The people who have threatened Sarkeesian, repeatedly, amongst others in the industry –men and women alike– the people who phone in fake bomb threats and hack peoples websites: Fuck them all.

I don’t care what side you are fighting for, you don’t win a war of ideals with threats and intimidation: you do it with facts, and by being reasonable. Resorting to the kind of vile shit that Anita puts up with doesn’t help anyone or anything that you might think it does, all it does is give the other side more ammunition to pile into articles like Polygon’s, but here’s the most crucial thing, the thing these articles always, ALWAYS omit: those people? The rape and death threat people? They don’t speak for all of us.

It’s funny how, when the media reports on any reasonable grievances the community may have, they’re dismissed as the bleats of a ‘particularly vocal minority,’ and yet when some fucking sociopath threatens to rape a woman with a knife, it is suddenly the work of the gamer hivemind collective. We’re all hanging out in one big warehouse, with hundreds of pinboards and loads of red string, all co-ordinating these attacks together so that, what? What do you think we want? To scare women?

If I wanted to scare a woman then I’d take my top off.

Now, the article admittedly doesn’t come right out and say that the people threatening Anita represent all gamers, but given how heavy the bias is throughout the entire article, given how they don’t concede even a single inch of ground in regard to the notion that maybe some members of the press have acted inappropriately, or with their own interests in mind, just like Anita’s attackers, and given their closing statement which paints a very clear ‘us versus them’ narrative in the mind of the reader, it’s extremely obvious to anyone who’s heard both sides of the stories what their plan really is.

They know fine well that they’ve fucked up, here, that all of their dirty little secrets that they’d tried to bury are bubbling up to the surface, and they know that it’s eventually going to bring an end to the lifestyle to which they’ve become accustomed. No more developer parties, no more free shit, no more lining your pockets in exchange for your journalistic integrity: all of it is going to come to an end, eventually.

It might not happen this time, especially now that the narrative machine has spun itself into total overdrive and started pumping out shit like this at Polygon, but they’ve got a glimpse of the future, and they know what’s coming, and like any other dictator watching their empire fall around them, they’re going to do every last thing they can to cling onto it, even if it means painting their own community, the community they claim to care so much about, as a bunch of psychopathic rapists.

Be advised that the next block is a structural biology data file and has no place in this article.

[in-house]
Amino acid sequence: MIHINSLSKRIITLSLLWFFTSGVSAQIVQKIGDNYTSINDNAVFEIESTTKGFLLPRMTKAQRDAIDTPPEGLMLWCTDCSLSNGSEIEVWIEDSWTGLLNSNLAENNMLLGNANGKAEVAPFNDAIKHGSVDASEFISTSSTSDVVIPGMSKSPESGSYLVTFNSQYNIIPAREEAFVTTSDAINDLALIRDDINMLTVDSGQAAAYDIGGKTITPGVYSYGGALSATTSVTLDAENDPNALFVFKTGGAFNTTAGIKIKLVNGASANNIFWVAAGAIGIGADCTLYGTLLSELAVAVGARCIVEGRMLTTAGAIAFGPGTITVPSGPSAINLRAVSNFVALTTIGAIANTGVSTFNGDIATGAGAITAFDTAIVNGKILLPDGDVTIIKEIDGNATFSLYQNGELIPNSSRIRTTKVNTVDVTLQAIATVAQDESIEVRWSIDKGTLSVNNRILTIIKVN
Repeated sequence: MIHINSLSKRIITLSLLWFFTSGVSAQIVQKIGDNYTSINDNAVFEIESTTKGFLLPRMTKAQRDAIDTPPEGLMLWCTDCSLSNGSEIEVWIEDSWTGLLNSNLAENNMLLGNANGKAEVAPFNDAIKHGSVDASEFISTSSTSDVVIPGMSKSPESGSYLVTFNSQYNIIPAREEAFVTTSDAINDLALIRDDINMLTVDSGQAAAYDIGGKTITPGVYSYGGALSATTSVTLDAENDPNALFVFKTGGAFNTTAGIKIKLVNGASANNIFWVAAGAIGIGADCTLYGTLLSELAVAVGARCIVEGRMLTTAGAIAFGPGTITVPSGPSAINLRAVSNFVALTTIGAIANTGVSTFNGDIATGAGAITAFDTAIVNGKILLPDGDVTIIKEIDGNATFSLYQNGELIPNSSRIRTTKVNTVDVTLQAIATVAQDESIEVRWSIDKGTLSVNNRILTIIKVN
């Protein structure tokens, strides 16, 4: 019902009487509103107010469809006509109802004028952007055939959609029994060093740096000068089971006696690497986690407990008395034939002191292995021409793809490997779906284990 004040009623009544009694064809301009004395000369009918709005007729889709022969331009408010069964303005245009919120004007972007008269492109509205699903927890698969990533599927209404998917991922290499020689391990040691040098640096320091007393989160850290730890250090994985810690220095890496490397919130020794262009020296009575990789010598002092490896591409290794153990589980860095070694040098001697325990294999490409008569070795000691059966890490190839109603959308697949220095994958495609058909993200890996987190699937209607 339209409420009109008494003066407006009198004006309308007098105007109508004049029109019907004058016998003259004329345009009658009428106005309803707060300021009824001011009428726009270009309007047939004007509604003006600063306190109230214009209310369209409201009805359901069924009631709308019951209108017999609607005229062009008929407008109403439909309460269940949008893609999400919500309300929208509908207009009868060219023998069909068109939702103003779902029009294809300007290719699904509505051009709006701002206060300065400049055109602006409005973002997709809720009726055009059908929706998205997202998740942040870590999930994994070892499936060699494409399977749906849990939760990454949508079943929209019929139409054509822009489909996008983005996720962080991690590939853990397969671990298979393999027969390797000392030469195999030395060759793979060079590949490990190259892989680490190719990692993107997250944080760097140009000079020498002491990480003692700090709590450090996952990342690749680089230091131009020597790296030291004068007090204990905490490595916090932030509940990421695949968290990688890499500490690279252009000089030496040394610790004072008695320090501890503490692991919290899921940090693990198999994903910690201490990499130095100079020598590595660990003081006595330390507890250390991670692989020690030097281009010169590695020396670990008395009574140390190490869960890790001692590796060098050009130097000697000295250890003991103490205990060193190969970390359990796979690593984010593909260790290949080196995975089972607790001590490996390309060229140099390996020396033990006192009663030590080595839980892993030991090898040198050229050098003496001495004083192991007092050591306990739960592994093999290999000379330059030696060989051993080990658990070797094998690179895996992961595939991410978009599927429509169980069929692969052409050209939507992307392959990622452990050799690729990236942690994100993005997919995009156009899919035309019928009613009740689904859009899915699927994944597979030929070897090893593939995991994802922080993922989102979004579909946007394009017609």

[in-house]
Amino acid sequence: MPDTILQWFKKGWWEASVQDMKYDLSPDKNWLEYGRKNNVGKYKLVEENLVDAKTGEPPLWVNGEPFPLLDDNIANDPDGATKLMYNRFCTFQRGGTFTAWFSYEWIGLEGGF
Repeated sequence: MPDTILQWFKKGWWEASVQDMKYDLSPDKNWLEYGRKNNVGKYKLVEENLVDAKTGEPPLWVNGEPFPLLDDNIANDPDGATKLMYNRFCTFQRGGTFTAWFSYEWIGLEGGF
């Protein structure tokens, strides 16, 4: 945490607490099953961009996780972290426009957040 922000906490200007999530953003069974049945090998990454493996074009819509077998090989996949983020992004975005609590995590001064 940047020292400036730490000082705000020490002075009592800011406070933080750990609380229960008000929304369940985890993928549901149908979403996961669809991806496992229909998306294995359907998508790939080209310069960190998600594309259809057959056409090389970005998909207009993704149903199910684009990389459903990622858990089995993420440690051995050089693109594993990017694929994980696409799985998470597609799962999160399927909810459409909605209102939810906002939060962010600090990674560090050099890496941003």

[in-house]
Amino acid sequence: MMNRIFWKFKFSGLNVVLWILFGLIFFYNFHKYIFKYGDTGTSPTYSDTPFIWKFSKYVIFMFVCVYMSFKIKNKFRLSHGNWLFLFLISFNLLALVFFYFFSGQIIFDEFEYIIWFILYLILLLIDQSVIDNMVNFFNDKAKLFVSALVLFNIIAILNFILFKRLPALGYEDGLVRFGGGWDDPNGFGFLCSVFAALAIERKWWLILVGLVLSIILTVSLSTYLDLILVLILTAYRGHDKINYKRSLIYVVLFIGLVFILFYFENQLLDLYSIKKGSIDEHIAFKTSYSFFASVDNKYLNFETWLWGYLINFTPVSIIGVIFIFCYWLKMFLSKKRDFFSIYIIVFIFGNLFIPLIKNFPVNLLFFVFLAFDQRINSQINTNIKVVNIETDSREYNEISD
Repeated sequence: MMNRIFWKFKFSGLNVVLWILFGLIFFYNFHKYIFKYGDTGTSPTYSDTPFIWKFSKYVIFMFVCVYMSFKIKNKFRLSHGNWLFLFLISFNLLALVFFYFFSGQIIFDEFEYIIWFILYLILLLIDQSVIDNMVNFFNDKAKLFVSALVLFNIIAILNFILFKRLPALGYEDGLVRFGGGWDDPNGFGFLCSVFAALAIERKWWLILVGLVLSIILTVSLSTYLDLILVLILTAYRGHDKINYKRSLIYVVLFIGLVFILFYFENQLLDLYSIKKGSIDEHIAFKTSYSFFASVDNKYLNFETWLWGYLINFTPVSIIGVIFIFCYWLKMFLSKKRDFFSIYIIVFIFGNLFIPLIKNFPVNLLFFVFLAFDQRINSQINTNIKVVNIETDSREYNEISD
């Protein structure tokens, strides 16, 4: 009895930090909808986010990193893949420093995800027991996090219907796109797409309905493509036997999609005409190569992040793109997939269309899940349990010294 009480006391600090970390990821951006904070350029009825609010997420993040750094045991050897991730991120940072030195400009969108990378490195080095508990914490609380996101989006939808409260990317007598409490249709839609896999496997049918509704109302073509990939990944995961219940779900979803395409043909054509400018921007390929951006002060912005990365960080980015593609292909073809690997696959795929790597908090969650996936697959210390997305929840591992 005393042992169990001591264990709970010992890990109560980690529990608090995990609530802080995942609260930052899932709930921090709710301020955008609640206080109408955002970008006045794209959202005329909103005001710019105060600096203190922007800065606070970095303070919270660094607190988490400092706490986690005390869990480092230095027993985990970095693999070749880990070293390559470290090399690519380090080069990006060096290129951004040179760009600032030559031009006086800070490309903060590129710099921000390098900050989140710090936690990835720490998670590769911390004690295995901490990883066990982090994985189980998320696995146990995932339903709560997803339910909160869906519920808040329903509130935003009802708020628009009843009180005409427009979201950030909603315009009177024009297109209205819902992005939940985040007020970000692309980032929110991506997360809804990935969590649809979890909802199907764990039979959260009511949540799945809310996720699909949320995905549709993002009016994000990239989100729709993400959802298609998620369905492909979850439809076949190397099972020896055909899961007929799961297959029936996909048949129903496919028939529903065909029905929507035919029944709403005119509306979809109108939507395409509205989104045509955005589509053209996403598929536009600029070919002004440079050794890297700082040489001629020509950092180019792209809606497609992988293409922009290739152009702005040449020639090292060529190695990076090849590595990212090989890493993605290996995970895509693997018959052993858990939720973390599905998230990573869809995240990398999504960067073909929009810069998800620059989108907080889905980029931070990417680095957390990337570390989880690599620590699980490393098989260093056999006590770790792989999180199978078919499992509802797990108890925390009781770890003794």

If I’m being totally realistic, I don’t expect anything to change, after this. There have been a few small victories, like Kotaku writers no longer being allowed to fund Patreons for their developer friends, but too many people have too much money invested in the narrative that they’ve already spun to quit on it now.

And that’s all it comes down to, really: money. The people at the top, who fund the sites…they don’t give a shit about social justice or being progressive, they just care about what gets them clicks; they’d probably promote fucking horses if they thought it would be more profitable than milking the SJW angle, but internet activism is what sells at the moment, and all the writers are more than happy to be paid for the opportunity to spin their tangled web of self-serving bullshit.

Really, if they cared at all about equality, then they’d report on sexual assault allegations against women just like they do about men (although, in an ideal world, they wouldn’t be reporting on either.) They would report on a forum of lonely, mentally unhinged men being harassed just like they reported on the woman who was, allegedly, harassed by them. Of course, in doing so, they’d have to admit it was their fault the forum got harassed in the first place.

If they were really an objective news source, sites like Kotaku would have came out in condemnation of people like Adria Richards, who used her position of power to enforce her own extreme-feminist agenda and make an innocent man lose his job, before being fired herself after it turned out she was, in fact, just a nutbar. Instead, they gave her a soapbox; they made her into a martyr.

As for me, I don’t make any money off of this, (although I’d be lying if I said it wasn’t super exciting to watch my traffic bar spike the last couple of days,) I’m just a dumbass gamer who’d like to play video games.